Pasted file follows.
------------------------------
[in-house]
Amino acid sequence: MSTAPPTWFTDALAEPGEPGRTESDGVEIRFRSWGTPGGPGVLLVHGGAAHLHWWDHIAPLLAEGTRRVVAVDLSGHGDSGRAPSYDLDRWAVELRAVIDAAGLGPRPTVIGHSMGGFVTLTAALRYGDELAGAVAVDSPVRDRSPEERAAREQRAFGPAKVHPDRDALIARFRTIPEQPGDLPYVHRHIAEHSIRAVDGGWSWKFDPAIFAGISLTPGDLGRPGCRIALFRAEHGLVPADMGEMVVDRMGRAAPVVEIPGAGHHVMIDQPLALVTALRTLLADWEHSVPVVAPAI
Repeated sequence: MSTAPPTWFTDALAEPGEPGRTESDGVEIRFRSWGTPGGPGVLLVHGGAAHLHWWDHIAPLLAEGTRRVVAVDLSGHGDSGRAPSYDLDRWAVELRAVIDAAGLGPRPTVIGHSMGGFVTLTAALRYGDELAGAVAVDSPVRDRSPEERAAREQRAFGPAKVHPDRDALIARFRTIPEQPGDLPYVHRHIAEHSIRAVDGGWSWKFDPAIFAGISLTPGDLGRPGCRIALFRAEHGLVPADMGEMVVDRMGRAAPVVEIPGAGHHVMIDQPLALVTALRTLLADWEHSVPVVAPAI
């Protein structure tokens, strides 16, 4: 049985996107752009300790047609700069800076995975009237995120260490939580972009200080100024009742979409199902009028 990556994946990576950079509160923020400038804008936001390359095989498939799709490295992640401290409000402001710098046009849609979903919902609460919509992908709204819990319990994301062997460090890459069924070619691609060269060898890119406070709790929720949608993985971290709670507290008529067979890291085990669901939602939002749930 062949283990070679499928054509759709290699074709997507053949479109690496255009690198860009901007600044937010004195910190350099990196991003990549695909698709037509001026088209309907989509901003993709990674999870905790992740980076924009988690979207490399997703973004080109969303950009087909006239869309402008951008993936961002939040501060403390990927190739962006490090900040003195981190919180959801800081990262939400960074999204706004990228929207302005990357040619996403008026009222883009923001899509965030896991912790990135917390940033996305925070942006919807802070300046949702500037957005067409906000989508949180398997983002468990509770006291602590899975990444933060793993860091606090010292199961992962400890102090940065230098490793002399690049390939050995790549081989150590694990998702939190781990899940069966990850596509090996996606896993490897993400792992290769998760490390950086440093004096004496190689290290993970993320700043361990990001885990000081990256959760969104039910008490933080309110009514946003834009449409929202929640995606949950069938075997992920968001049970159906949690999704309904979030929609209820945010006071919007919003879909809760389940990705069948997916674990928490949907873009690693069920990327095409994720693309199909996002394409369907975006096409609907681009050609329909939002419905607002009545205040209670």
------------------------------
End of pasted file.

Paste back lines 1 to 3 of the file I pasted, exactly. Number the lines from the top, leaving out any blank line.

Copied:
[in-house]
Amino acid sequence: MSTAPPTWFTDALAEPGEPGRTESDGVEIRFRSWGTPGGPGVLLVHGGAAHLHWWDHIAPLLAEGTRRVVAVDLSGHGDSGRAPSYDLDRWAVELRAVIDAAGLGPRPTVIGHSMGGFVTLTAALRYGDELAGAVAVDSPVRDRSPEERAAREQRAFGPAKVHPDRDALIARFRTIPEQPGDLPYVHRHIAEHSIRAVDGGWSWKFDPAIFAGISLTPGDLGRPGCRIALFRAEHGLVPADMGEMVVDRMGRAAPVVEIPGAGHHVMIDQPLALVTALRTLLADWEHSVPVVAPAI
Repeated sequence: MSTAPPTWFTDALAEPGEPGRTESDGVEIRFRSWGTPGGPGVLLVHGGAAHLHWWDHIAPLLAEGTRRVVAVDLSGHGDSGRAPSYDLDRWAVELRAVIDAAGLGPRPTVIGHSMGGFVTLTAALRYGDELAGAVAVDSPVRDRSPEERAAREQRAFGPAKVHPDRDALIARFRTIPEQPGDLPYVHRHIAEHSIRAVDGGWSWKFDPAIFAGISLTPGDLGRPGCRIALFRAEHGLVPADMGEMVVDRMGRAAPVVEIPGAGHHVMIDQPLALVTALRTLLADWEHSVPVVAPAI